Fighters who remained under arms fractured into two groups. Most of them went on to join the Yugoslav Partisans, consisting of communists and those inclined towards active resistance; these included Arso Jovanović, Sava Kovačević, Svetozar Vukmanović-Tempo, Milovan Đilas, Peko Dapčević, Vlado Dapčević, Veljko Vlahović, and Blažo Jovanović. Those loyal to the Karađorđević dynasty and opposing communism went on to become Chetniks, and turned to collaboration with Italians against the Partisans.

War broke out between Partisans and Chetniks during the first half of 1942. Pressured by Italians and Chetniks, the core of the Montenegrin Partisans went to Serbia and Bosnia, where they joined with other Yugoslav Partisans. Fighting between Partisans and Chetniks continued through the war. Chetniks with Italian backing controlled most of the country from mid-1942 to April 1943. Montenegrin Chetniks received the status of "anti-communist militia" and received weapons, ammunition, food rations, and money from Italy. Most of them were moved to Mostar, where they fought in the Battle of Neretva against the Partisans, but were dealt a heavy defeat.

During the German operation Schwartz against the Partisans in May and June 1943, Germans disarmed large number of Chetniks without fighting, as they feared they would turn against them in case of an Allied invasion of the Balkans. After the capitulation of Italy in September 1943, Partisans managed to take hold of most of Montenegro for a brief time, but Montenegro was soon occupied by German forces, and fierce fighting continued during late 1943 and entire 1944. Montenegro was liberated by the Partisans in December 1944.

Odlazak predsednika Tita iz vile "Gorica"
Josip Broz Tito was the leader of SFR Yugoslavia from 1944 to 1980; Pictured: Tito in Podgorica

Montenegro within Socialist Yugoslavia

Montenegro, like the rest of Yugoslavia, was liberated by the Yugoslav Partisans in 1944.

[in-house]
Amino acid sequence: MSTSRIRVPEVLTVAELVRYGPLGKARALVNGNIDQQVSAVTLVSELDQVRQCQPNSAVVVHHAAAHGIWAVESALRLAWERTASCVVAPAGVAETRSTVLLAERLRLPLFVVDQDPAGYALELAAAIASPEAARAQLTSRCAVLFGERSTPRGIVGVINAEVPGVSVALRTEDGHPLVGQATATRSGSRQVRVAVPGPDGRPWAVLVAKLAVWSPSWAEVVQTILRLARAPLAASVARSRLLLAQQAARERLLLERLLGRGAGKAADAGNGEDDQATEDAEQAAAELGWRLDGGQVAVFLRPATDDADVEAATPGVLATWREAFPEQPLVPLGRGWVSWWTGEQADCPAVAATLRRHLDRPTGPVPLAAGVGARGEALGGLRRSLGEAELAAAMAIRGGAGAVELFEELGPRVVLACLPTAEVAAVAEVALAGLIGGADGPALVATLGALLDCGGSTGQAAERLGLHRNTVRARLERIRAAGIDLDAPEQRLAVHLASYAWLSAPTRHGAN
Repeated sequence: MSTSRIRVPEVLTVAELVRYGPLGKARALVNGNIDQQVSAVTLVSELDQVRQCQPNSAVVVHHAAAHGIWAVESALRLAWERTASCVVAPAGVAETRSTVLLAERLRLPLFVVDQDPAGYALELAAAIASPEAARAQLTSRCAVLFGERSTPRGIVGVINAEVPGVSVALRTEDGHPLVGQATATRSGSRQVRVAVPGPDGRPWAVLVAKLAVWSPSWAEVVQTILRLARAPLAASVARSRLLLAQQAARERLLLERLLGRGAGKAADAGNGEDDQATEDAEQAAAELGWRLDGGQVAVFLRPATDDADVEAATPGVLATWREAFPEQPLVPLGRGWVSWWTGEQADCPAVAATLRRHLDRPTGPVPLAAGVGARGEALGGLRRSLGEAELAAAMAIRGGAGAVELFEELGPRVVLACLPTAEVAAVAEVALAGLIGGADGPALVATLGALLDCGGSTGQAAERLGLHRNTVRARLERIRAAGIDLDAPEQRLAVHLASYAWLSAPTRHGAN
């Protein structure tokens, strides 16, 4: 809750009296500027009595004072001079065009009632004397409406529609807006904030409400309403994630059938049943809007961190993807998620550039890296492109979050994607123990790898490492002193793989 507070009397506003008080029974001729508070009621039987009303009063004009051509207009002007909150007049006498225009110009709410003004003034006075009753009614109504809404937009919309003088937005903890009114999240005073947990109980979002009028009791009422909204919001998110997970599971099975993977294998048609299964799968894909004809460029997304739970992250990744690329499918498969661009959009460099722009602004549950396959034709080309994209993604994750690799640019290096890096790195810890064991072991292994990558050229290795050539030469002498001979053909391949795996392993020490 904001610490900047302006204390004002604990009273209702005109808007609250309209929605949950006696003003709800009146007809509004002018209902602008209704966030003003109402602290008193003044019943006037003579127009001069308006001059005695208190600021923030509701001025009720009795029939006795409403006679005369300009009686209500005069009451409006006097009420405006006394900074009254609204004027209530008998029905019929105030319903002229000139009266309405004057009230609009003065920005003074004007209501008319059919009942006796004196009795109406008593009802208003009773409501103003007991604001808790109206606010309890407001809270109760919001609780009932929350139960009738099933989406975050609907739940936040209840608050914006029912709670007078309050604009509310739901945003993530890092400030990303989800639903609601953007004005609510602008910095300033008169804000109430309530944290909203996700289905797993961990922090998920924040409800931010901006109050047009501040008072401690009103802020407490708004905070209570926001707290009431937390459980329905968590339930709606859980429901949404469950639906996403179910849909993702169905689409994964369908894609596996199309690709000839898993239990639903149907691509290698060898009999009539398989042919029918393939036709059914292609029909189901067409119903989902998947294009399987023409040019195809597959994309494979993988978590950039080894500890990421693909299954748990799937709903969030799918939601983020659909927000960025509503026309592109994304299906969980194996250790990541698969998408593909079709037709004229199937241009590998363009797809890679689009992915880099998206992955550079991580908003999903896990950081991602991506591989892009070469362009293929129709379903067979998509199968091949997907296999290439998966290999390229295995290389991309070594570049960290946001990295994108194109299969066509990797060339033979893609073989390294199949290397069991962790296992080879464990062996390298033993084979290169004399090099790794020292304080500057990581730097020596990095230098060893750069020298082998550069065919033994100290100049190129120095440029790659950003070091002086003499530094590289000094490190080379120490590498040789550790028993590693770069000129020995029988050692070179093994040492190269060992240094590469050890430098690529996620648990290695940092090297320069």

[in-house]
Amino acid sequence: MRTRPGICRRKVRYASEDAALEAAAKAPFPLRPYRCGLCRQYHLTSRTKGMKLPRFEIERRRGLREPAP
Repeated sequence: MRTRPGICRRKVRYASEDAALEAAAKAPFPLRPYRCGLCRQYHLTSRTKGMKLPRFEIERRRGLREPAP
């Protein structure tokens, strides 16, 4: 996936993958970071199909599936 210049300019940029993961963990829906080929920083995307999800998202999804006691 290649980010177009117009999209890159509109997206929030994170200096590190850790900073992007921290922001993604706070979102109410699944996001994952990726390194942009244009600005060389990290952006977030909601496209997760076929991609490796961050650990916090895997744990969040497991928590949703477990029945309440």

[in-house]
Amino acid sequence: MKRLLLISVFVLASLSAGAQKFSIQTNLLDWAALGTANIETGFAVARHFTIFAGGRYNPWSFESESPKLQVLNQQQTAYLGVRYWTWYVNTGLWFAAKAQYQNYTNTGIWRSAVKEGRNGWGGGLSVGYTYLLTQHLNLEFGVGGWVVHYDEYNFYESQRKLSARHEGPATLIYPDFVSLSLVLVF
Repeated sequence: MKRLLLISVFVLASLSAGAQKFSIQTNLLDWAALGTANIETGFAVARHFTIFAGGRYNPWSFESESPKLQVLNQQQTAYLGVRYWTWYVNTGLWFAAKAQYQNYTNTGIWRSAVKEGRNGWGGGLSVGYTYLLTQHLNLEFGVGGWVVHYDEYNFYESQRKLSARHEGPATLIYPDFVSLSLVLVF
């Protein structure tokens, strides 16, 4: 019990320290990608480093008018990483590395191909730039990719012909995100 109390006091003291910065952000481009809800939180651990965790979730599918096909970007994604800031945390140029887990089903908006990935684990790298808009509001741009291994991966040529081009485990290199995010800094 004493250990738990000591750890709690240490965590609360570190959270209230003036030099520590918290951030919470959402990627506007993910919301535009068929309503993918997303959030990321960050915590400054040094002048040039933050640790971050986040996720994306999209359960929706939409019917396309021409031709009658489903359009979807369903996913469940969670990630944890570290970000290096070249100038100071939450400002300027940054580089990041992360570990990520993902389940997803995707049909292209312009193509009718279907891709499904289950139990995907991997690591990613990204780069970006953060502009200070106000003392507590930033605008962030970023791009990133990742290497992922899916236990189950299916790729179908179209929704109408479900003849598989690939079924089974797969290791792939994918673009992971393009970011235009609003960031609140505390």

Montenegro became one of the six constituent republics of the communist Socialist Federal Republic of Yugoslavia (SFRY). Its capital became Podgorica, renamed Titograd in honour of President Josip Broz Tito. After the war, the infrastructure of Yugoslavia was rebuilt, industrialization began, and the University of Montenegro was established. Greater autonomy was established until the Socialist Republic of Montenegro ratified a new constitution in 1974.

Montenegro within FR Yugoslavia

After the dissolution of the SFRY in 1992, Montenegro remained part of a smaller Federal Republic of Yugoslavia along with Serbia.

In the referendum on remaining in Yugoslavia in 1992, the turnout was 66%, with 96% of the votes cast in favour of the federation with Serbia. The referendum was boycotted by the Muslim, Albanian, and Catholic minorities, as well as the pro-independence Montenegrins. The opponents claimed that the poll was organized under anti-democratic conditions with widespread propaganda from the state-controlled media in favour of a pro-federation vote. No impartial report on the fairness of the referendum was made, as it was unmonitored, unlike in 2006 when European Union observers were present.

During the 1991–1995 Bosnian War and Croatian War, Montenegrin police and military forces joined Serbian troops in the attacks on Dubrovnik, Croatia.[18] These operations, aimed at acquiring more territory, were characterized by a consistent pattern of large-scale violations of human rights.[19]